In Travel

Hey, Dummies: This is How You Should Behave at the Airport

How You Should Behave at the Airport

The more I fly, the more I loathe the experience. I have enough issues with air travel as is (can’t we just take trains, bike, and walk everywhere?), but alas it’s something I feel compelled to do in my foolhardy quest to satiate my insatiable desire to travel to new places and hear new stories.

I wish I could be a tried and true eco-warrior who hated air travel solely because of the carbon footprint. But that’s not the case. Truthfully, what’s fueled my rage against air travel as of late are the people. The people who seem to mentally devolve into our early human ancestors as soon as they arrive at the airport. In fact, airline passengers are like drivers. Drivers think everyone around them is an idiot and so to do airline passengers.

In reality — you, sir or ma’am, are the idiot — and it seems you’ve forgotten how to behave at the airport. So I present to you, humanity, how to get on and off an airplane in five simple steps.

Get In Line

A novelty, isn’t it? You want to do something, you stand up, you get in a line and wait until it’s your turn. This basic, fundamental decorum goes out the window as soon as we step foot into an airport. We suddenly think of ourselves, and our inevitable issues, as infinitely more important than the cretins who surround us. So rather than be civil, we cut lines, charge ahead, and gather like an angry mob at the gate as if it’ll make the boarding process any quicker.

The tip here is simple — get in line.

Wait Your Turn

Again, we’ve got a superiority complex going on at the airport. Not only do we like to cut lines and squeeze ahead when clearly we’re way out of our element, but people seem to also enjoy skipping ahead when disembarking a plane. Anyone who has flown has had this experience. You’re sitting in the window seat and people are already lining up (because space doesn’t allow them a choice) to exit the aircraft. Then there’s that ding indicating you can now exit the plane. This is when people from the abyss charge ahead, assuming that because they’re standing they get to trot off the plane ahead of you. If you’re more assertive of your space and stand up when it’s your row’s turn to leave, you might bump into someone trying to rush ahead. They might even scoff at you for having the gall to remember basic elementary school bus procedures.

No. Just, no, folks. Wait for your damn turn. Skipping ahead of one or two people will not measurably improve your life in any way and will only make you seem like a dick.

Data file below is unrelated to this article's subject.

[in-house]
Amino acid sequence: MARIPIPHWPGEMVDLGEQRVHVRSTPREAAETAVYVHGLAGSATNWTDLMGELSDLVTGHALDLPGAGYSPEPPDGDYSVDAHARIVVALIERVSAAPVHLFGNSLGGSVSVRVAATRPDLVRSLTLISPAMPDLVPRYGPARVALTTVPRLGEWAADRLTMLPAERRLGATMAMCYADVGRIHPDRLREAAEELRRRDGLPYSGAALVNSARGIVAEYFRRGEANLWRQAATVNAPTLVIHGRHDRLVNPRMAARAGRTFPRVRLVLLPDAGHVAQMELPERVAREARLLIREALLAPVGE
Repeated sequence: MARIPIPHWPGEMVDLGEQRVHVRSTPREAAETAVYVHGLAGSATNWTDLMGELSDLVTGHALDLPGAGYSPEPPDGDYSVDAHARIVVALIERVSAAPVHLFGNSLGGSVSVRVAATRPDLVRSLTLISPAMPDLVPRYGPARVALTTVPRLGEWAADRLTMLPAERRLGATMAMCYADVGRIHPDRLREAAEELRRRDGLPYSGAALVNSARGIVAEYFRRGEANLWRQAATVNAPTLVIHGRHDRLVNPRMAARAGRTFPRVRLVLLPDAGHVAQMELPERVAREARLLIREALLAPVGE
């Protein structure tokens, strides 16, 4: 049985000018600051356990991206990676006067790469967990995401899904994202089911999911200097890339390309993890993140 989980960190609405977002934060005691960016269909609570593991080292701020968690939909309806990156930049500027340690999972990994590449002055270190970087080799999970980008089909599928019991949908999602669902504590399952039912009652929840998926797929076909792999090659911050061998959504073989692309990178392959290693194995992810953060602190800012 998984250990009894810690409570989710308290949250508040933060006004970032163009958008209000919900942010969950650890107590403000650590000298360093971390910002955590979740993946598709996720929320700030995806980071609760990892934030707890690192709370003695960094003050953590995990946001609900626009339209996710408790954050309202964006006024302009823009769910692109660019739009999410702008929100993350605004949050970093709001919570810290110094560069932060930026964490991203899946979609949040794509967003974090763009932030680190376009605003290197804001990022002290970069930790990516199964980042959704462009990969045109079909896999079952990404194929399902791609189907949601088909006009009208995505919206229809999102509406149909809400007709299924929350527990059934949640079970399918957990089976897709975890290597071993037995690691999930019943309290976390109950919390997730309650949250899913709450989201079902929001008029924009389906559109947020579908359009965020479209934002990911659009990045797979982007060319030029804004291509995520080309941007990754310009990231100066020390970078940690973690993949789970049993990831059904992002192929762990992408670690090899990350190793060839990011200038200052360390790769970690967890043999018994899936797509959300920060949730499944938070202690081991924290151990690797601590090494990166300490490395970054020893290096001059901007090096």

Pee Before You Fly

I am a habitual window seat flyer because I’m at my wit’s end with people who wait until the plane has taken off — prime napping hours — to squeeze out of their seat and shuffle toward the bathroom. Of course I’m not talking about people with a medical issue — just your average, everyday adult blockhead who still relies on parental reminders to pee before leaving the house.

You know you’re going to be in the air for some time. This should be a reasonable assumption made upon purchasing the ticket. Hell, the airlines even clue you in on what time you’ll be boarding and how long the flight is. Plan accordingly and squeeze out whatever you need to before getting on the plane.

There’s A Security Check

Maybe you haven’t flown since before 9/11. Cool. Welcome back to the skies. For the rest of you — no excuses for being surprised that there’s a security checkpoint. You get some leeway if you’re traveling outside the U.S. where rules aren’t as consistent (though at least you generally get to keep your shoes on), but we know the rules for traveling out of a U.S. airport. If you’re traveling with someone who doesn’t, then be a hero and clue them in on the rules so the line doesn’t get backed up as some poor soul starts to undress in front of everyone.

Be A Person

I know this is contrarian to what some of us morph into when setting foot into the airport. Even when you arrive three hours early, there’s this sudden urge to get through security as fast as possible. I get it. Flying is more often than not an exhausting, unpleasant experience. But that’s not reason enough to check your humanity at the door and turn into a monster.

The gentleman behind the counter? He didn’t wake up, wondering how he could make your life slightly more miserable. The woman with the baby? Well, if there was a fucking button to turn off her kid, methinks she would’ve pressed it.

The airport is a cocktail of people from all over the world. On paper, it should be a pretty fantastic place. Think of all the travelers, the litany of experiences they’ve had and the stories they could tell. It’s astonishing.

Yet somehow, like a driver behind the wheel, we lose a piece of our humanity everytime we set foot into the airport. So the last tip? Resist that temptation to turn into a selfless demon. Be a person.

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